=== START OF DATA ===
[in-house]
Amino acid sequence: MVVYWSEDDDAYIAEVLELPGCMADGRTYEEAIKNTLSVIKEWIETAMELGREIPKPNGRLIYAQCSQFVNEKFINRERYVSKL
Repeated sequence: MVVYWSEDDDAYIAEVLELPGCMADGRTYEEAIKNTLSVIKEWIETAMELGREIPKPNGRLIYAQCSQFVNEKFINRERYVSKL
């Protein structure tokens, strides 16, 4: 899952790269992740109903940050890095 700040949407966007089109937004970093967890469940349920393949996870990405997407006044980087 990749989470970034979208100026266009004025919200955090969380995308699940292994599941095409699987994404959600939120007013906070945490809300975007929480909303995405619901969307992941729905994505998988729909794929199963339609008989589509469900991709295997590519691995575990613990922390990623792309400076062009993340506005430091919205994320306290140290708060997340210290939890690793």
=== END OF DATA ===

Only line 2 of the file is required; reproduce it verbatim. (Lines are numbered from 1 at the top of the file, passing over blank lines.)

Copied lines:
Amino acid sequence: MVVYWSEDDDAYIAEVLELPGCMADGRTYEEAIKNTLSVIKEWIETAMELGREIPKPNGRLIYAQCSQFVNEKFINRERYVSKL